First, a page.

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What Is the COVID-19 Pandemic Revealing About You?

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Seth J. Gillihan, PhD - Blogs
By Seth J. Gillihan, PhDClinical psychologistMay 08, 2020
From the WebMD Archives

The COVID-19 pandemic has affected us all – but we’re each reacting in a way that is uniquely personal. Major stressors (like a global pandemic) have a way of revealing our individual vulnerabilities, just like a cardiac stress test detects potential problems in the heart.

What is this crisis showing you about yourself? Personally, I’ve noticed that while I’m not worried at all about toilet paper, I do have a big fear of running out of food. If we had more room in our house, I can imagine I’d be amassing quite a stockpile to guard against the possibility of going hungry. As it is, I’ve filled our small pantry as much as possible.

It’s worth taking note of these observations about ourselves because they might reveal something important about who we are and how we meet the world. With the example of my fears around food insufficiency, I suspect they come from a more general “scarcity mindset”, meaning that I unconsciously harbor a belief that resources are limited and fear that there won’t be enough for me and my family. This tendency no doubt is at play in me during other times of stress, and probably has subtle effects on my mind and actions even when all is well.

We tend to stick with comfortable patterns unless we’re compelled to change. The things you’re now noticing about yourself didn’t appear out of nowhere, and they don’t only affect you in the middle of a crisis. They probably guide your thoughts, feelings, and behaviors in subtle ways you’re not even aware of, but that influence how you live your life and who you are in your relationships.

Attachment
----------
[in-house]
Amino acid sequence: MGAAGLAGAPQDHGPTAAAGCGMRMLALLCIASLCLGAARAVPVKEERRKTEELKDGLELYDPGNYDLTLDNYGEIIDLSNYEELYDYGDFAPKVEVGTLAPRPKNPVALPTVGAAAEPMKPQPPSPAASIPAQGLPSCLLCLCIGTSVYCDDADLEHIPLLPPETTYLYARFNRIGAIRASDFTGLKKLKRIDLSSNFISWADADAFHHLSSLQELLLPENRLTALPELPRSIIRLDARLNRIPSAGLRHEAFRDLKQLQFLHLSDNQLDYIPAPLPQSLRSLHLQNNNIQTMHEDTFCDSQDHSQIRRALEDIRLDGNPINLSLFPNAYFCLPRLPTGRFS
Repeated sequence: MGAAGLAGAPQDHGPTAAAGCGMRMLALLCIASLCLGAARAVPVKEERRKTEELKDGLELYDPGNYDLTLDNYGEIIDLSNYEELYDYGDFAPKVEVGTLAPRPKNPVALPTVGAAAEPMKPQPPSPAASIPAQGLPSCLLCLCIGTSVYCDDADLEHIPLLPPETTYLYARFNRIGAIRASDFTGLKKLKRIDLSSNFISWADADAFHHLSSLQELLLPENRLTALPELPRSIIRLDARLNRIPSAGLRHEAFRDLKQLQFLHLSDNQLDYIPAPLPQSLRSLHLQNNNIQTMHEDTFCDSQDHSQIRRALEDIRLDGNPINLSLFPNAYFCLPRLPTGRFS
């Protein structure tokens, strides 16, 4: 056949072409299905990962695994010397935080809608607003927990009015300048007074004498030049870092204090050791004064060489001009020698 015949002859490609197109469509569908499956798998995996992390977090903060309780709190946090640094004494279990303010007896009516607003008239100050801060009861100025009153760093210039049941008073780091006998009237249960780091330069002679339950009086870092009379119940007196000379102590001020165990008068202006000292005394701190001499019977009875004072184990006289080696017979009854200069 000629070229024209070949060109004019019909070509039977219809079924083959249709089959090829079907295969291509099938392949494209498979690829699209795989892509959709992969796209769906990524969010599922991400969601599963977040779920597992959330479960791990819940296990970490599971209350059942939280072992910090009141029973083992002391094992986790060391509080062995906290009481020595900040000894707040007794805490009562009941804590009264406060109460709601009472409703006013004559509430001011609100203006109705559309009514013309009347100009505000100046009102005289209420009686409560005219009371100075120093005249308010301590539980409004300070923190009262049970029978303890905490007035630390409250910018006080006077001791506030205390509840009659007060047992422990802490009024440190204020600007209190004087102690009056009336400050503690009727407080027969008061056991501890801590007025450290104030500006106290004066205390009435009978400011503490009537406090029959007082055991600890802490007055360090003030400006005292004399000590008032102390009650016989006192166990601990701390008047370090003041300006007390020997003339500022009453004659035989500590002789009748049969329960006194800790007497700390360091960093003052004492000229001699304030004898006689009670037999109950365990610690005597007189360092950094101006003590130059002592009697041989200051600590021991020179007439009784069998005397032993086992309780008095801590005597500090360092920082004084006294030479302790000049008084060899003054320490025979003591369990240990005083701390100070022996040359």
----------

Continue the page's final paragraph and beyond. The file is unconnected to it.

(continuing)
What might you learn about yourself from your own reactions to the Covid-19 crisis?

Consider the following areas as you’re taking an inventory of yourself during this time:


Social distancing has changed the rhythms and routines of our lives, which can bring into sharper focus the things we need to stay well mentally and emotionally. It’s easy to overlook our needs when they’re constantly met, and harder to miss them when they’re unfulfilled (like when you’re deprived of air for even a few seconds). I’ve become more aware, for example, of my need for time and space to myself. When alone time was built into my day, I hadn’t realized how much I valued it.


This difficult period can also show you the wounds that you’re carrying, perhaps from long ago. It may be bringing up painful emotions from a past trauma, or difficult experiences from your childhood. If you grew up in a chaotic household, for example, the insecurity of this period could be quite triggering for you.